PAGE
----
Riding Through Herds of Elephants.

Botswana, like Namibia, is both blessed and cursed with dry, desolate and inhospitable deserts to the south, a massive swamp to the northwest and lush green forests and fertile greenbelts to the northeast. But getting to many of these areas can be challenging. As such, Botswana could be one of the most expensive tourist destinations in Southern Africa. The prospect of spending a night or two on an exclusive luxury houseboat on the Chobe River was enticing, but how much could this cost? Ronnie had been in touch with his contact but these questions had yet to be addressed.

It would be a long day from Maun to Nata and then North toward through Botswana’s Central District and to the Zambia border to Kasane. Passing just south of Moremi Game Reserve and then just touching the fringe of the Kalahari desert it took about three hours to get to Nata – a major crossroads and the tourist link to either the Okavango Delta, Makgadikgadi Pans or Chobe National Park to the North. We were warned repeatedly about the road north from Nata to Kasane. The elephant population in Botswana is perhaps one of the most dense in all of Africa. And the elephants here are rather hostile. We heard about a taxi carrying a handful of tourists who found themselves sandwiched between elephants as a heard crossed this road. No one survived. On a motorcycle, I’m a bit vulnerable. But at least, I hope, more maneuverable. The advice on how to handle an elephant confrontation came from all directions. The bottom line: stay away — particularly if there’s an infant or child elephant along.

Riding to Nata we witnessed the destruction of what was once a forest and now more like a desert. Elephants graze on trees. And if they can’t eat what’s on top, they use their brute force and weight to knock the tree down. Once down it’s an easy meal to dine on. And hear an hour outside of Nata there were hardly any trees. The elephants have migrated north. Unlike South Africa and even Etosha in Namibia, the National Parks in Botswana are not fenced. We could be subject to a stampede of elephants at any given point.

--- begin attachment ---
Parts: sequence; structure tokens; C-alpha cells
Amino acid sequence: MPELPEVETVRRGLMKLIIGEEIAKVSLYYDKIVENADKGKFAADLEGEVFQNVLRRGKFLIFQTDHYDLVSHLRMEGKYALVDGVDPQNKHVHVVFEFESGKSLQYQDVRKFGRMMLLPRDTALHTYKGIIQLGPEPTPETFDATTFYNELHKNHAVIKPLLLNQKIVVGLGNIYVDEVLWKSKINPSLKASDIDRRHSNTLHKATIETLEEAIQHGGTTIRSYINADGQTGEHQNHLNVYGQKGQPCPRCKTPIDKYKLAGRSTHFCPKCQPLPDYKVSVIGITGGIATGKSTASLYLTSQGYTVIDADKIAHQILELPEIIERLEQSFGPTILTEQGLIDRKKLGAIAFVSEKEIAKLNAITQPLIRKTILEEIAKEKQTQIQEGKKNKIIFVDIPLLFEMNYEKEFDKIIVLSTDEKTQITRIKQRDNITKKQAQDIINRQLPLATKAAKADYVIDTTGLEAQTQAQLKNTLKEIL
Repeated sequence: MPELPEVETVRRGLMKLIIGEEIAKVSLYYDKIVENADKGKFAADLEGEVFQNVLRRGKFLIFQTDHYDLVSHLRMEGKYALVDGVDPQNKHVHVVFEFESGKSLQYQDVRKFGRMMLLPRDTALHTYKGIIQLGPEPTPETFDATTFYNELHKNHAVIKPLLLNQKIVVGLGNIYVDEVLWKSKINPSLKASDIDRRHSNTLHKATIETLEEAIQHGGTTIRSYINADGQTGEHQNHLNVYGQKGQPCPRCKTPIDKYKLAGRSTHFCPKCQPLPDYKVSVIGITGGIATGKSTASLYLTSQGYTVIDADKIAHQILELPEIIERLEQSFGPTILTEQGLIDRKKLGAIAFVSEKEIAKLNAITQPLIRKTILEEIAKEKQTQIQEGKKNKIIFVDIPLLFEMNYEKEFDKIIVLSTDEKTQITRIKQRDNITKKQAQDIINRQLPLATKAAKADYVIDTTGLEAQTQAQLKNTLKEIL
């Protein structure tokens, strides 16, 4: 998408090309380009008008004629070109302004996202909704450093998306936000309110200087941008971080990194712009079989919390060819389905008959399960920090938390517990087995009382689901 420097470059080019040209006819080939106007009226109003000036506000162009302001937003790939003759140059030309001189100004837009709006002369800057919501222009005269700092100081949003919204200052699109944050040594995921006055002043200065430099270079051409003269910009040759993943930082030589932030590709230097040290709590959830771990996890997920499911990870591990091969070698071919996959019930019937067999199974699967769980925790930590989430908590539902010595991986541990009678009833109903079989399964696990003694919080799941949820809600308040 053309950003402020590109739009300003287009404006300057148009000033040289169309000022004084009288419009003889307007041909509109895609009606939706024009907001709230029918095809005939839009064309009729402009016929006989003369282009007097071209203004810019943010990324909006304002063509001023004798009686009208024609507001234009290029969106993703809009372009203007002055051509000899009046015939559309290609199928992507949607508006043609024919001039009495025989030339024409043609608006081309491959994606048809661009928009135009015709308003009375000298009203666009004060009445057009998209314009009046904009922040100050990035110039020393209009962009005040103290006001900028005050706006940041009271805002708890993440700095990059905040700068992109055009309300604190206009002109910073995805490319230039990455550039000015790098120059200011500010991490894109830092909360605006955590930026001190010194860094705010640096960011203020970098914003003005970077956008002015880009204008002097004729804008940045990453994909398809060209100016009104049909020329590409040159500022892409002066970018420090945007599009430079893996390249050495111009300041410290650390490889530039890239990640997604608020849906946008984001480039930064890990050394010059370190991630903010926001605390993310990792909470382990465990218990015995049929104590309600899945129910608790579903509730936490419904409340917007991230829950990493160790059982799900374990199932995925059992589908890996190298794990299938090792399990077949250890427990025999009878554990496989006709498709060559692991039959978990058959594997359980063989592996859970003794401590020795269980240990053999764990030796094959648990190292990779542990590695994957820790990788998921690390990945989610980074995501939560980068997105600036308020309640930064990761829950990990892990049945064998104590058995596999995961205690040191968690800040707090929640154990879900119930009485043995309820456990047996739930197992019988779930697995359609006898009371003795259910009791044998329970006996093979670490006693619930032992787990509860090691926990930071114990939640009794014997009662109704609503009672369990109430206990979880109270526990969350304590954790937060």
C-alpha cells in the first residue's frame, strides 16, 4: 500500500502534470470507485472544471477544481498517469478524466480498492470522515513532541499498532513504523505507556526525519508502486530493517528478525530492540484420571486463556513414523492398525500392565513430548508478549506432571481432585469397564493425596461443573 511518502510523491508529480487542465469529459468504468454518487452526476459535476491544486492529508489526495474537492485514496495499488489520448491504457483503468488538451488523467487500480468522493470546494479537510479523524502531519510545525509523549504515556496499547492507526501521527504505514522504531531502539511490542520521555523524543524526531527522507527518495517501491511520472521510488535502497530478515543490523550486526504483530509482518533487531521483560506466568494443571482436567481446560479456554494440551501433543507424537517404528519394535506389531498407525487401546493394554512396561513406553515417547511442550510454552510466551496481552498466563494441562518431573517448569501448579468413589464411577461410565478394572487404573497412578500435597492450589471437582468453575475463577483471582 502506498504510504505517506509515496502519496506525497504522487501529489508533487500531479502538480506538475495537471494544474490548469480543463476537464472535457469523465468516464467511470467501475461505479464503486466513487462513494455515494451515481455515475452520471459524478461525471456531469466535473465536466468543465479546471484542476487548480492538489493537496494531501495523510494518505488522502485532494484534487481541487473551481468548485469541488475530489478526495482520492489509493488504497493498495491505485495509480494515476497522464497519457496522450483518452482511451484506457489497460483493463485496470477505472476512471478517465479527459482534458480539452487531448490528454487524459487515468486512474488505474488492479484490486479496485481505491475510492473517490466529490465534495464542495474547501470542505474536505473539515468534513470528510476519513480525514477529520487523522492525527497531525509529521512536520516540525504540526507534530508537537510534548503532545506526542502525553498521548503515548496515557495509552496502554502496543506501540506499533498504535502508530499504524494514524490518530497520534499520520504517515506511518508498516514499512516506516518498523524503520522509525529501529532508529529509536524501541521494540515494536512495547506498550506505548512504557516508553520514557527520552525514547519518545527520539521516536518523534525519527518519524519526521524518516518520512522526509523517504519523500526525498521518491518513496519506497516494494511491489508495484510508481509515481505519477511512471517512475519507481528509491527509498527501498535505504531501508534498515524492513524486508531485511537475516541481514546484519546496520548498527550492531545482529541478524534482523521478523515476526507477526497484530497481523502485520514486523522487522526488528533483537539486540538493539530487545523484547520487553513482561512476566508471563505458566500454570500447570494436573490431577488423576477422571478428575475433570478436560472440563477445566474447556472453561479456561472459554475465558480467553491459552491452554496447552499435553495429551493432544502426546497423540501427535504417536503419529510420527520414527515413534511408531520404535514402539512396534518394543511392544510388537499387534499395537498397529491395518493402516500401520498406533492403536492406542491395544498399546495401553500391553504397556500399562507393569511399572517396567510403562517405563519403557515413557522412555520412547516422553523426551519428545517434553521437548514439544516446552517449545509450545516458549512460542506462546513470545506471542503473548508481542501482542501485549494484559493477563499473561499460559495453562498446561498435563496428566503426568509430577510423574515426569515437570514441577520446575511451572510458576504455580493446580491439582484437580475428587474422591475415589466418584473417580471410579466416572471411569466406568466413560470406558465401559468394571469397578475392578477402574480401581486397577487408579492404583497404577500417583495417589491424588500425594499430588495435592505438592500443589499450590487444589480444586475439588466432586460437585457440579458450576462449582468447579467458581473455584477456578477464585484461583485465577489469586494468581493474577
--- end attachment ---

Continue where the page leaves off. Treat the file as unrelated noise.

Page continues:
The road north out of Nata is fine for the first 60km. Then the curse of potholes sets. Passing through Botswana’s greenbelt, it was the first time in this country did I notice agriculture: maize, tomato and other vegetables. A seed plantation provided an interesting vista. But as the agriculture faded and vegetation grew denser we passed through the forested areas the Sibuyu, Kazuma and Ksane Forest Reserves. It was through here I had my first confrontation with elephants on the road.

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Ronnie was ahead of me by 50 yards. There were no other cars on the road when a massive elephant appeared out of the bush and onto the road. Ronnie brought his GS1200 to a screeching halt. I followed. With our engines idling we watched as about eight elephants crossed the road. They stopped. A not so subtle gaze was tossed our way and as fast as they appeared they disappeared into the bush on the other side. We were told that it would be a good idea to stay close to larger motor vehicles. The larger profile would appear bigger to the biggest land mammals on the planet.

The next time we encountered these massive beasts we were drafting a Land Cruiser. It stopped and we beside it. The herd meandered across the road and this time seemed indifferent, if not clueless that we were there. Several more times during that afternoon did we see elephants. One time I didn’t even notice a massive male grazing on trees just 20 yards off the road. I blew by it at 60mph and didn’t even notice until I passed.IMG_3767_2.jpg

Riding and sharing the road with elephants and outside the known boundaries of national parks or game reserves was something I never imagined before setting out on my motorcycle adventure. But here in Botswana I found myself with elephants. Slightly apprehensive as the horror stories of their aggression perhaps put me at unease more than stories of bandits, looters, kidnappers and robbers. With any of these shady characters, I at least could try to communicate. But a five-ton elephant? Not likely.

We rolled into Kasane around 4pm. Ronnie coordinated with Ralph to meet us at Botswana immigration office in Kasane the next morning. Because the houseboats operated out of the Ichinga Lodge on the other side of the Chobe River in Namibia, we would need to exit Botswana and re-enter Namibia before setting foot aboard The Ichobezi, our floating guest lodge.

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We stayed at the Chobe Safari Lodge the night before embarking on our riverboat journey.

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